Timing is everything
It is important to give the right amount of time towards your chocolate gift. If you are buying the chocolates you need to get your order in early to help avoid the last-minute rush. Some places have a cut-off date that they will take Valentine orders, especially if shipping or local delivery is involved. If you are making the chocolates you might want to try a practice run to work out any kinks that might come up and to help you get familiar with the recipe. The odds are good that you will do even better the next time you go through the recipe and you can make any adjustments you think would taste good to your valentine. Make sure you can get the ingredients you need from the store since the holiday rush can often deplete the local supply of chocolate, sugar, and other handy ingredients. If you purchase the chocolate early, store it in a cool, dry, dark place, not the refrigerator.

So much chocolate, so little time
There are a wide variety of chocolate gifts you can give: chocolate truffles, bonbons (chocolate shell with a creamy center), cake, brownies, fudge, cookies (chocolate, chocolate chip, chocolate dipped, etc.), chocolate dipped fruit/nuts/pretzels/whatever, and many others that you can purchase or make, so let your imagination run wild.

As a final tip, here is a recipe for making Chocolate Truffles to help you get started:

Chocolate Truffles

* ½ cup heavy cream
* 8 ounces semisweet dark chocolate (not chips), chopped
* 1 teaspoon vanilla extract
* 2 ounces unsalted butter, room temperature
* powdered sugar
* cocoa powder

Equipment needed: baking sheets, baking paper, pastry bag
  1. Heat the cream in a saucepan until it is just boiling.
  2. Remove from the heat and add the chopped chocolate and butter until it is completed melted.
  3. Let cool a few minutes, then stir in vanilla.
  4. Wait until mixture starts to thicken, then form ½ - ¾ inch mounds using a pastry bag with a No.6 plain tip, a melon ball scoop, or 2 spoons to form the right shape.
  5. Place mounds on sheet pans lined with baking paper. Refrigerate for a few minutes to set.
  6. Roll the mounds in powdered sugar, then roll into roughly round balls between your hands, using more powdered sugar to keep them from sticking to you.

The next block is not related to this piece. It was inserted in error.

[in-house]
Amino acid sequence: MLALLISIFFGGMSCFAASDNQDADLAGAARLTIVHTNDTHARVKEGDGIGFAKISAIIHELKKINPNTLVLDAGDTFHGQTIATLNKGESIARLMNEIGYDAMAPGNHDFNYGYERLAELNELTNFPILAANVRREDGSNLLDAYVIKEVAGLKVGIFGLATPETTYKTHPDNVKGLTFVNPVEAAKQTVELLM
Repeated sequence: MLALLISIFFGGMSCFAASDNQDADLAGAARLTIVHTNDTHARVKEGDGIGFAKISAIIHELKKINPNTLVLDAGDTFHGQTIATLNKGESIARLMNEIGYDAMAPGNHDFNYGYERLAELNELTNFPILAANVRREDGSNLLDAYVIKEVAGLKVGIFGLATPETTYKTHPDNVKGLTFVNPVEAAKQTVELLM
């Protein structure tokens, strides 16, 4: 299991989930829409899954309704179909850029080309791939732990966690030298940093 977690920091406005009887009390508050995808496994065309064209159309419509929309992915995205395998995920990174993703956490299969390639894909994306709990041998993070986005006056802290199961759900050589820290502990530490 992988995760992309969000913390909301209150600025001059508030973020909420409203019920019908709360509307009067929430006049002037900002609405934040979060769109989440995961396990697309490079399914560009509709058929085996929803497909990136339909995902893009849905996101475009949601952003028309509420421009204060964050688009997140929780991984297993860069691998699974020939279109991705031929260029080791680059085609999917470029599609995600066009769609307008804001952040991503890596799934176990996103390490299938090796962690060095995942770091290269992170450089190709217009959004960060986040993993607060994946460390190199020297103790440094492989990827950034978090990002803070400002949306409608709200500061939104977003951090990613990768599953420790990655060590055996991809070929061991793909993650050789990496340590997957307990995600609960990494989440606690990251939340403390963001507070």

7. Then roll balls in cocoa powder until they are completely covered.
  8. Let the truffles set on baking paper for about 10 minutes to finish.
Makes about 35 truffles.

Source : www.chocolate-candy-gifts.info

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The History of Valentine's Day

Valentine's Day or Saint Valentine's Day is a holiday celebrated on February 14 by many people throughout the world. In the West, it is the traditional day on which lovers express their love for each other by sending Valentine's cards, presenting flowers, or offering confectionery. The holiday is named after two among the numerous Early Christian martyrs named Valentine. The day became associated with romantic love in the circle of Geoffrey Chaucer in the High Middle Ages, when the tradition of courtly love flourished.

An alternative theory from Belarus states that the holiday originates from the story of Saint Valentine, who upon rejection by his mistress was so heartbroken that he took a knife to his chest and sent her his still-beating heart as a token of his undying love for her. Hence, heart-shaped cards are now sent as a tribute to his overwhelming passion and suffering.

The day is most closely associated with the mutual exchange of love notes in the form of "valentines." Modern Valentine symbols include the heart-shaped outline, doves, and the figure of the winged Cupid. Since the 19th century, handwritten notes have largely given way to mass-produced greeting cards. The sending of Valentines was a fashion in nineteenth-century Great Britain, and, in 1847, Esther Howland developed a successful business in her Worcester, Massachusetts home with hand-made Valentine cards based on British models. The popularity of Valentine cards in 19th-century America was a harbinger of the future commercialization of holidays in the United States.

The U.S. Greeting Card Association estimates that approximately one billion valentines are sent each year worldwide, making the day the second largest card-sending holiday of the year behind Christmas. The association estimates that women purchase approximately 85 percent of all valentines.

Source: wikipedia

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Make Your Garden Beautiful

Beautiful garden is a perfect place to relax and spent some moments after a hectic, busy schedule. Any garden can be made more attractive and beautiful with the addition of various plants. If you live in tropic area you can try to plant such as beautiful tropical flowers, but if you live dry area you can Try a cactus and succulent garden instead of a lawn.

To make your garden more beautiful, You need to spend more on the decoration with accessories such as bird baths, bird feeders, and wild bird food If you love to watch wildlife. These are the unique decoration that catch people's attention. There still many thing that you can find in this outdoor and garden shop to make and treat your garden more beautiful

So, if you have this beautiful outdoor garden area, remember that garden benches are the seating you need in place to enjoy it.

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Tuesday, February 3, 2009

Find a Treasure under the sea with google earth

Google has lifted the lid on its first major upgrade to its global mapping software, Google Earth.

Google Ocean expands this map to include large swathes of the ocean floor and abyssal plain.

Users can dive beneath a dynamic water surface to explore the 3D sea floor terrain.